As defined by John Maxwell, leadership is influence. And with the influence you have as a leader, you will add value to the lives of others by your leadership style or it will be characterized by missed opportunities. How you see yourself will determine the direction you travel.

Italo Magni said, “If you’re talking with your head, you’re going to speak to their heads. If you’re talking with your heart, you’re going to reach their hearts. If you talk with your life, you’re going to reach their lives.” So here is the question: on which level do you want to lead? Discover these simple secrets and understand the most effective way to lead.

When you lead with your head you can help. There is certainly an advantage to leading from a position of knowledge. To be sure, it lends credibility when you lead and speak with understanding and experience. But leading with your head can only take you so far.

Howard Hendricks said, “You can impress people at a distance, but you can impact them only up close.” You can draw a person in with your knowledge but if you want to keep them there and truly make a difference there has to be more.

When you lead with your heart you can make a difference. When you lead on this level you have taken a giant step in expanding your influence. When you lead with your head you earn respect because of what you know; but when you lead with your heart, you earn a following because of who you are.

Malcolm Forbes said, “At the heart of any good business is a chief executive officer with one.” Leading from the heart provides the emotional intelligence that you need to integrate head knowledge into a plan of action that can easily be embraced. Until you connect with the heart you will never get to the life changing encounters that come from leading with your life.

When you lead with your life you change the world. Leading with your life is the most powerful form of leadership. This level of leadership embodies all that you know, all of your passions, and unites them into a life committed to adding value to others.

Fred Rogers also said, “If you could only sense how important you are to the lives of those you meet; how important you can be to the people you may never even dream of. There is something of yourself that you leave at every meeting with another person.” Stop and consider the relationships you have and how your influence is making a difference.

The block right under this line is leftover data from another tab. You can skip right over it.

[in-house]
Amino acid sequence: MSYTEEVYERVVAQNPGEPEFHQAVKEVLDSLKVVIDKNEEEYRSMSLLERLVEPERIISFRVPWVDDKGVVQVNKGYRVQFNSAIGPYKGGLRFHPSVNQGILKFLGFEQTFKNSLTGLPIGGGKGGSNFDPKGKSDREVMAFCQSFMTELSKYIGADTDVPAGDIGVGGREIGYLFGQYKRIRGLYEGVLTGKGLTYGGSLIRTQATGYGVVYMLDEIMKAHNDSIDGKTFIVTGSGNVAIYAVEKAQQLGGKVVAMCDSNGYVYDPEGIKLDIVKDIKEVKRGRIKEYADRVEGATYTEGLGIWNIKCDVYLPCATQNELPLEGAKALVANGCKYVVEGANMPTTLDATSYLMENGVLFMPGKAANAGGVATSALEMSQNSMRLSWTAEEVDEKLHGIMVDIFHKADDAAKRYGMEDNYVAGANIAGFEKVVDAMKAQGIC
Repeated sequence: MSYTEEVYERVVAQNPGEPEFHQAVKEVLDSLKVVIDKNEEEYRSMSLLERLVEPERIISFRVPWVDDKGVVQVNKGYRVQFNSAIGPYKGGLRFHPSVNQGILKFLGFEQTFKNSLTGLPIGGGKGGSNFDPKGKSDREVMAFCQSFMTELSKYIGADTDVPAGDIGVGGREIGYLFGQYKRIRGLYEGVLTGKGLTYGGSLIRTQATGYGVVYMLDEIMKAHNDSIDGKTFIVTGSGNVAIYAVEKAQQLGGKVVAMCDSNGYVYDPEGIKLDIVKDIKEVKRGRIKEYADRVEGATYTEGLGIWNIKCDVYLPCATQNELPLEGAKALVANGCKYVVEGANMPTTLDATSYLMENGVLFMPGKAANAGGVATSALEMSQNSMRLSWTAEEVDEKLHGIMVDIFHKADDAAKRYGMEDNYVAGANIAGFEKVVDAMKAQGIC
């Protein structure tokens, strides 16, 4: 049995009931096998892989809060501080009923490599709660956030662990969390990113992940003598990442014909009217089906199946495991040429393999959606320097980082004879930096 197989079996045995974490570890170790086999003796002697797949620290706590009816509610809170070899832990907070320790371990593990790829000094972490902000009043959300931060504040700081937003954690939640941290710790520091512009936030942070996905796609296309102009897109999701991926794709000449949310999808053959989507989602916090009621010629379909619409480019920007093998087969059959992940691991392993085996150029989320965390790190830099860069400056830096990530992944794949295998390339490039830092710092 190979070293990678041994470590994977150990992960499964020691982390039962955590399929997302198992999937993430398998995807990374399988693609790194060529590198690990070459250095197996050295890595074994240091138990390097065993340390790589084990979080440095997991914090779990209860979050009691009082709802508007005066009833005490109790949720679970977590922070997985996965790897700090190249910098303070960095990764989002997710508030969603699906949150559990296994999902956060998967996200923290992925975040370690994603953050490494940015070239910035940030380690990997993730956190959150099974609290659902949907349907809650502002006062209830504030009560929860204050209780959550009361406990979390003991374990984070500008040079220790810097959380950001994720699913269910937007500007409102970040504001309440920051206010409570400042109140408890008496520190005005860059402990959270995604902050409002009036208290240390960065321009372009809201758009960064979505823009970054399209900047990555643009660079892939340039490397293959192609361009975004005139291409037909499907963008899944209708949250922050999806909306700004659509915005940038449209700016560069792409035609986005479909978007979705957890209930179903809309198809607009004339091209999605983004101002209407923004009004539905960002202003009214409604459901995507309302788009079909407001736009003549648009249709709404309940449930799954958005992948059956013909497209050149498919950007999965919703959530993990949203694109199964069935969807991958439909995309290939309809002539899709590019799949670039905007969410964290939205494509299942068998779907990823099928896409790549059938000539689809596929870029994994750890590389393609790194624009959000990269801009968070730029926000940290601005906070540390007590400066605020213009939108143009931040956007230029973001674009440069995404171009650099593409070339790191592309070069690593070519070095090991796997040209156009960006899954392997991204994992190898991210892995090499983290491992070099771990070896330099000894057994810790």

When you lead with your life your influence has no limits. What will be the measure of your leadership?

© 2011 Doug Dickerson

Sunday, March 13, 2011

What Will You Do With Your Troubles?

In the presence of trouble some people grow wings, others buy crutches.
-         Harold W. Ruoff

Somerset Maugham, the English writer, once wrote a story about a janitor at St. Peters Church in London. One day a young vicar discovered that the janitor was illiterate and fired him.

Jobless, the man invested his meager savings in a tiny tobacco shop. Where he prospered, bought another, expanded, and ended up with a chain of tobacco stores worth several hundred thousand dollars.

One day the man's banker said,"You've done well for an illiterate, but where would you be if you could not read and write?" The man replied, "I'd be janitor of St. Peter's in Neville Square."

A sign on an army chaplain’s door read, “If you have troubles, come in and tell us about them. If not, come in and tell us how you do it.” And this is a common thread most leaders share. While there are many rewards and benefits of being a leader it also means dealing with your fair share of someone else’s troubles.

The janitor in the story serves as an example of what to do when trouble knocks at your door. The janitor could have given up and allowed his unfortunate circumstances to be his undoing. Instead, he turned his setback into a prosperous venture. No one is immune from trouble. Each of us has a choice in how we respond. Here are Three C’s to help you make the most of your troubles and come out on top.

Count your blessings. In the difficult economic times we now live it can be easy to look at the negatives. Rising gas prices and unemployment numbers are enough to worry many. As a leader, you are the thermostat to which others in your organization are set. Your attitude in troubles times can make or break the morale of your business.

Gary Gulbranson said, “It’s not the magnitude of the mess that matters; it’s the measure of the man in the midst of the mess.” How true. Regardless of the situation you find yourself in, resolve not to be a whiner about misfortune, but a counter of blessings. No doubt the negatives can take a toll, but with the right attitude, you can lead your team even in the midst of troubled times.

Consider your options. When fired from his job, the janitor took his savings and invested in a tobacco shop. Eventually he became quite prosperous. The janitor demonstrated what can happen when you keep your options open. Had the janitor stayed at the church and continued in his work, as noble as it was, he never would have become the successful man he was.